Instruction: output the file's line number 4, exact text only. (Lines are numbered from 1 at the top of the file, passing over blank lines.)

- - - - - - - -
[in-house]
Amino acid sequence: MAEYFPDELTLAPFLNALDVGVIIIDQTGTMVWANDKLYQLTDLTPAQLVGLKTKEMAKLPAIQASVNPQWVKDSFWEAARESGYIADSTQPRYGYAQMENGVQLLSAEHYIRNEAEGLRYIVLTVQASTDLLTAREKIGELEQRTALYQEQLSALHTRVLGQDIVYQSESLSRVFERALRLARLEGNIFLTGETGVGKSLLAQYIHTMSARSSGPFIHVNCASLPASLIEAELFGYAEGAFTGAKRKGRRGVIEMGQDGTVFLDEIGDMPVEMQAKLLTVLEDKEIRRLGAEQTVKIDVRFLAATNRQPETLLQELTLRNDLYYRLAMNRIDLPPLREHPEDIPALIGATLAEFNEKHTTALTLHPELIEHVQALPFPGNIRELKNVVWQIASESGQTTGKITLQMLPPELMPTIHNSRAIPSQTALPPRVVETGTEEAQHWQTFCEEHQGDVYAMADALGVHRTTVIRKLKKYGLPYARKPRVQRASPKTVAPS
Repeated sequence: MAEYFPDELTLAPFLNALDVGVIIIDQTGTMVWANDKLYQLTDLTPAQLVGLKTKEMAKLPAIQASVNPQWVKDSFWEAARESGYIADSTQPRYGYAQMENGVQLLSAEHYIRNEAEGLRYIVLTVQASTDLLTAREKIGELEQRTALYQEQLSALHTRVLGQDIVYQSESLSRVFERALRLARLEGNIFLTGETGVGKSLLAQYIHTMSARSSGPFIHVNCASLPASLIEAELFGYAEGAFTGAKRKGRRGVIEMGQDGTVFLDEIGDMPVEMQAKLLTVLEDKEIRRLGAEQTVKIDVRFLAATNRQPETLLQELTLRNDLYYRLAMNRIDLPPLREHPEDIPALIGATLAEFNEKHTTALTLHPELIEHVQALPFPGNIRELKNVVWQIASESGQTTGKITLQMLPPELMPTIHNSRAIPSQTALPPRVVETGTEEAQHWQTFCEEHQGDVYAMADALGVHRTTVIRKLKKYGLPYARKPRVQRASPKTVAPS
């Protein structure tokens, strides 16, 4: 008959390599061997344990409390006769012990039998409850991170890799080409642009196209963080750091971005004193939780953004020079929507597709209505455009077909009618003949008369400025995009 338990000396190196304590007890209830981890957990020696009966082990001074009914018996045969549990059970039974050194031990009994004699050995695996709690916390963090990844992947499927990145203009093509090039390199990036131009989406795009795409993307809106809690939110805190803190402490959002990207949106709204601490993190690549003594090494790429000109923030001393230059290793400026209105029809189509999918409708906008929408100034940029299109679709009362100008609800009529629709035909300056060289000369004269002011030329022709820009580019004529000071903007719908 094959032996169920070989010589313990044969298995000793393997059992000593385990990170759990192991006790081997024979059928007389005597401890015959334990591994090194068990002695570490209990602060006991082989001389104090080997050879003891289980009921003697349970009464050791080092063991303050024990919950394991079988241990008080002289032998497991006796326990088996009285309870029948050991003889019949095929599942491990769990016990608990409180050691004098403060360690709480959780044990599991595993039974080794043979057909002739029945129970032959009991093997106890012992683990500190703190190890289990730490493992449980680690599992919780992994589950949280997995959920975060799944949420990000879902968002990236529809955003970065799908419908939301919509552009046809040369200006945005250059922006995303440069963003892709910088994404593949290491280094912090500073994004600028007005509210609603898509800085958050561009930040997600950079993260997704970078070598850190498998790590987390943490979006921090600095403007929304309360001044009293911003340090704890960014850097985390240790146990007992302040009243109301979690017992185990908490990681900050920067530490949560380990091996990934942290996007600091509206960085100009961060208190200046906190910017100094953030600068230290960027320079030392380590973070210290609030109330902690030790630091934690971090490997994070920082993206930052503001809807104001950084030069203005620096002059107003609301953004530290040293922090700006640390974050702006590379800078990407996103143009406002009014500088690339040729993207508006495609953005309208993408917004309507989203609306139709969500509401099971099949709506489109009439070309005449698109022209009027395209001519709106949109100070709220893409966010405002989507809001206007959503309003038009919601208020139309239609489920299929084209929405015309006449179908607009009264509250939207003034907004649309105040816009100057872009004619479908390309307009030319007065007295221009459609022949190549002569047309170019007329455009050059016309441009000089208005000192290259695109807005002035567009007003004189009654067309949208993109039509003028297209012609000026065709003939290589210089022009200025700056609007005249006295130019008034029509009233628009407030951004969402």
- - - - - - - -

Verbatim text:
């Protein structure tokens, strides 16, 4: 008959390599061997344990409390006769012990039998409850991170890799080409642009196209963080750091971005004193939780953004020079929507597709209505455009077909009618003949008369400025995009 338990000396190196304590007890209830981890957990020696009966082990001074009914018996045969549990059970039974050194031990009994004699050995695996709690916390963090990844992947499927990145203009093509090039390199990036131009989406795009795409993307809106809690939110805190803190402490959002990207949106709204601490993190690549003594090494790429000109923030001393230059290793400026209105029809189509999918409708906008929408100034940029299109679709009362100008609800009529629709035909300056060289000369004269002011030329022709820009580019004529000071903007719908 094959032996169920070989010589313990044969298995000793393997059992000593385990990170759990192991006790081997024979059928007389005597401890015959334990591994090194068990002695570490209990602060006991082989001389104090080997050879003891289980009921003697349970009464050791080092063991303050024990919950394991079988241990008080002289032998497991006796326990088996009285309870029948050991003889019949095929599942491990769990016990608990409180050691004098403060360690709480959780044990599991595993039974080794043979057909002739029945129970032959009991093997106890012992683990500190703190190890289990730490493992449980680690599992919780992994589950949280997995959920975060799944949420990000879902968002990236529809955003970065799908419908939301919509552009046809040369200006945005250059922006995303440069963003892709910088994404593949290491280094912090500073994004600028007005509210609603898509800085958050561009930040997600950079993260997704970078070598850190498998790590987390943490979006921090600095403007929304309360001044009293911003340090704890960014850097985390240790146990007992302040009243109301979690017992185990908490990681900050920067530490949560380990091996990934942290996007600091509206960085100009961060208190200046906190910017100094953030600068230290960027320079030392380590973070210290609030109330902690030790630091934690971090490997994070920082993206930052503001809807104001950084030069203005620096002059107003609301953004530290040293922090700006640390974050702006590379800078990407996103143009406002009014500088690339040729993207508006495609953005309208993408917004309507989203609306139709969500509401099971099949709506489109009439070309005449698109022209009027395209001519709106949109100070709220893409966010405002989507809001206007959503309003038009919601208020139309239609489920299929084209929405015309006449179908607009009264509250939207003034907004649309105040816009100057872009004619479908390309307009030319007065007295221009459609022949190549002569047309170019007329455009050059016309441009000089208005000192290259695109807005002035567009007003004189009654067309949208993109039509003028297209012609000026065709003939290589210089022009200025700056609007005249006295130019008034029509009233628009407030951004969402």